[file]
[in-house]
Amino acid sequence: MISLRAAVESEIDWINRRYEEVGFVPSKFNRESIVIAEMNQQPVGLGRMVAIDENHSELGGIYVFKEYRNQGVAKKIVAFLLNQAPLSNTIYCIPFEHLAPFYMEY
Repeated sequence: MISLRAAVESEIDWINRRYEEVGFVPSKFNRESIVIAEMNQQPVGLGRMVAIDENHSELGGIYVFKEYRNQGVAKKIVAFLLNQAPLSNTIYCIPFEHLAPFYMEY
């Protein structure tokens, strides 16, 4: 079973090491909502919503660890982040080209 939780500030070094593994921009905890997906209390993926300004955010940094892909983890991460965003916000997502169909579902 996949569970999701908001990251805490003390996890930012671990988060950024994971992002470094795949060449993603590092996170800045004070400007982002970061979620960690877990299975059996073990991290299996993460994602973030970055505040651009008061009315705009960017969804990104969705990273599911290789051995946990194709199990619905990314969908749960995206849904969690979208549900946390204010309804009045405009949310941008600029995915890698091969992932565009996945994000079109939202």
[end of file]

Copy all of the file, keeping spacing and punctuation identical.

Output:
[in-house]
Amino acid sequence: MISLRAAVESEIDWINRRYEEVGFVPSKFNRESIVIAEMNQQPVGLGRMVAIDENHSELGGIYVFKEYRNQGVAKKIVAFLLNQAPLSNTIYCIPFEHLAPFYMEY
Repeated sequence: MISLRAAVESEIDWINRRYEEVGFVPSKFNRESIVIAEMNQQPVGLGRMVAIDENHSELGGIYVFKEYRNQGVAKKIVAFLLNQAPLSNTIYCIPFEHLAPFYMEY
């Protein structure tokens, strides 16, 4: 079973090491909502919503660890982040080209 939780500030070094593994921009905890997906209390993926300004955010940094892909983890991460965003916000997502169909579902 996949569970999701908001990251805490003390996890930012671990988060950024994971992002470094795949060449993603590092996170800045004070400007982002970061979620960690877990299975059996073990991290299996993460994602973030970055505040651009008061009315705009960017969804990104969705990273599911290789051995946990194709199990619905990314969908749960995206849904969690979208549900946390204010309804009045405009949310941008600029995915890698091969992932565009996945994000079109939202």